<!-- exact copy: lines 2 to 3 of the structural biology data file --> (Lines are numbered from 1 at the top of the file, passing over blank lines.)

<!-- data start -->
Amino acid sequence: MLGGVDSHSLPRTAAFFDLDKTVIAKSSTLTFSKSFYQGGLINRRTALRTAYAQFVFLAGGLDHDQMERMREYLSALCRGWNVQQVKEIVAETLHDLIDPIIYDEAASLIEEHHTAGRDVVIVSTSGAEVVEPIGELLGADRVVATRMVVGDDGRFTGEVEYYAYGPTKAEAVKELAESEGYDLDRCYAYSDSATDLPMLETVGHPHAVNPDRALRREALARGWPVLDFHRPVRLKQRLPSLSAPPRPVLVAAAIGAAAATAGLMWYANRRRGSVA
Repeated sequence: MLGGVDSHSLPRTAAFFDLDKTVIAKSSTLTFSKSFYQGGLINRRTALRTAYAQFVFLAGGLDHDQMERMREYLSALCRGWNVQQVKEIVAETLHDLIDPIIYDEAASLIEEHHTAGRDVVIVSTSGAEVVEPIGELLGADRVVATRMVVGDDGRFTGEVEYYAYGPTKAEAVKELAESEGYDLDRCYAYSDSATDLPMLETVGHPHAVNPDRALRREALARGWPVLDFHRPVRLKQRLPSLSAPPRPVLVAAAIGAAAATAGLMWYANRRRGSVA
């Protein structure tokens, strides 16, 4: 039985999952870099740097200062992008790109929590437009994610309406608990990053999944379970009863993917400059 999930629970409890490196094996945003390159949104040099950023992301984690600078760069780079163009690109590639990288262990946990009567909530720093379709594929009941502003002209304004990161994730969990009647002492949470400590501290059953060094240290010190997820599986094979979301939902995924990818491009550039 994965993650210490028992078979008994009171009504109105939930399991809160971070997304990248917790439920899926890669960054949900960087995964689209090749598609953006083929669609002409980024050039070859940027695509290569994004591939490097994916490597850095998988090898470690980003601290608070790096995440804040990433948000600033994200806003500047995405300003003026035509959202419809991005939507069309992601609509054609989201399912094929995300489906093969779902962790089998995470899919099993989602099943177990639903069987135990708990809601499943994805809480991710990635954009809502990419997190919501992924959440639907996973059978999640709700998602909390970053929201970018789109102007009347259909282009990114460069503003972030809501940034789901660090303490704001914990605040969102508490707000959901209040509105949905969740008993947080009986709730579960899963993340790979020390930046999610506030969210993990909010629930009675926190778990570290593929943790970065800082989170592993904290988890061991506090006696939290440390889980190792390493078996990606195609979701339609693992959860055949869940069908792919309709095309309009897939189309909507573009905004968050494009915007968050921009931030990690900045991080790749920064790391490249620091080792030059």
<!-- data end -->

Repeated sequence: MLGGVDSHSLPRTAAFFDLDKTVIAKSSTLTFSKSFYQGGLINRRTALRTAYAQFVFLAGGLDHDQMERMREYLSALCRGWNVQQVKEIVAETLHDLIDPIIYDEAASLIEEHHTAGRDVVIVSTSGAEVVEPIGELLGADRVVATRMVVGDDGRFTGEVEYYAYGPTKAEAVKELAESEGYDLDRCYAYSDSATDLPMLETVGHPHAVNPDRALRREALARGWPVLDFHRPVRLKQRLPSLSAPPRPVLVAAAIGAAAATAGLMWYANRRRGSVA
């Protein structure tokens, strides 16, 4: 039985999952870099740097200062992008790109929590437009994610309406608990990053999944379970009863993917400059 999930629970409890490196094996945003390159949104040099950023992301984690600078760069780079163009690109590639990288262990946990009567909530720093379709594929009941502003002209304004990161994730969990009647002492949470400590501290059953060094240290010190997820599986094979979301939902995924990818491009550039 994965993650210490028992078979008994009171009504109105939930399991809160971070997304990248917790439920899926890669960054949900960087995964689209090749598609953006083929669609002409980024050039070859940027695509290569994004591939490097994916490597850095998988090898470690980003601290608070790096995440804040990433948000600033994200806003500047995405300003003026035509959202419809991005939507069309992601609509054609989201399912094929995300489906093969779902962790089998995470899919099993989602099943177990639903069987135990708990809601499943994805809480991710990635954009809502990419997190919501992924959440639907996973059978999640709700998602909390970053929201970018789109102007009347259909282009990114460069503003972030809501940034789901660090303490704001914990605040969102508490707000959901209040509105949905969740008993947080009986709730579960899963993340790979020390930046999610506030969210993990909010629930009675926190778990570290593929943790970065800082989170592993904290988890061991506090006696939290440390889980190792390493078996990606195609979701339609693992959860055949869940069908792919309709095309309009897939189309909507573009905004968050494009915007968050921009931030990690900045991080790749920064790391490249620091080792030059």